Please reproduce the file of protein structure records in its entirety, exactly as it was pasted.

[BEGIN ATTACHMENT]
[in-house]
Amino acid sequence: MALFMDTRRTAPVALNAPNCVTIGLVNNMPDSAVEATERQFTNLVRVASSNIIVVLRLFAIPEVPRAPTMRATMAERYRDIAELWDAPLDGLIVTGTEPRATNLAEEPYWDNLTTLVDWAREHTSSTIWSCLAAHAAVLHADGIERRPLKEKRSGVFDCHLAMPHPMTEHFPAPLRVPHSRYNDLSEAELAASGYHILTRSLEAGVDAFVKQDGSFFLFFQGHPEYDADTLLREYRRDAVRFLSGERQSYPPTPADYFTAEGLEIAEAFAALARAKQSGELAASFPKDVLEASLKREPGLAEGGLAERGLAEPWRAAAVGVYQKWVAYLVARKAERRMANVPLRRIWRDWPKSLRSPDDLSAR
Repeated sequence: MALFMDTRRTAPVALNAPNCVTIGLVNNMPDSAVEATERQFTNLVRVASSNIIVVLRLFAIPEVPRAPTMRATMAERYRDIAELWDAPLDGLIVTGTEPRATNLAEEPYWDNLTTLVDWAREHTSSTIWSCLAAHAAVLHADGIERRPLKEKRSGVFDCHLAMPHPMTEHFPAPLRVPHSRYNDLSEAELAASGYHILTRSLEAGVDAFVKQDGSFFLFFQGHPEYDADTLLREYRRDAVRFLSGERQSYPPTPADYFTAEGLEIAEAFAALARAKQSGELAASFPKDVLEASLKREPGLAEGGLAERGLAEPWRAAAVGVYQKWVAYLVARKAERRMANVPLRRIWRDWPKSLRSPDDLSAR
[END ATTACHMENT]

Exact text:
[in-house]
Amino acid sequence: MALFMDTRRTAPVALNAPNCVTIGLVNNMPDSAVEATERQFTNLVRVASSNIIVVLRLFAIPEVPRAPTMRATMAERYRDIAELWDAPLDGLIVTGTEPRATNLAEEPYWDNLTTLVDWAREHTSSTIWSCLAAHAAVLHADGIERRPLKEKRSGVFDCHLAMPHPMTEHFPAPLRVPHSRYNDLSEAELAASGYHILTRSLEAGVDAFVKQDGSFFLFFQGHPEYDADTLLREYRRDAVRFLSGERQSYPPTPADYFTAEGLEIAEAFAALARAKQSGELAASFPKDVLEASLKREPGLAEGGLAERGLAEPWRAAAVGVYQKWVAYLVARKAERRMANVPLRRIWRDWPKSLRSPDDLSAR
Repeated sequence: MALFMDTRRTAPVALNAPNCVTIGLVNNMPDSAVEATERQFTNLVRVASSNIIVVLRLFAIPEVPRAPTMRATMAERYRDIAELWDAPLDGLIVTGTEPRATNLAEEPYWDNLTTLVDWAREHTSSTIWSCLAAHAAVLHADGIERRPLKEKRSGVFDCHLAMPHPMTEHFPAPLRVPHSRYNDLSEAELAASGYHILTRSLEAGVDAFVKQDGSFFLFFQGHPEYDADTLLREYRRDAVRFLSGERQSYPPTPADYFTAEGLEIAEAFAALARAKQSGELAASFPKDVLEASLKREPGLAEGGLAERGLAEPWRAAAVGVYQKWVAYLVARKAERRMANVPLRRIWRDWPKSLRSPDDLSAR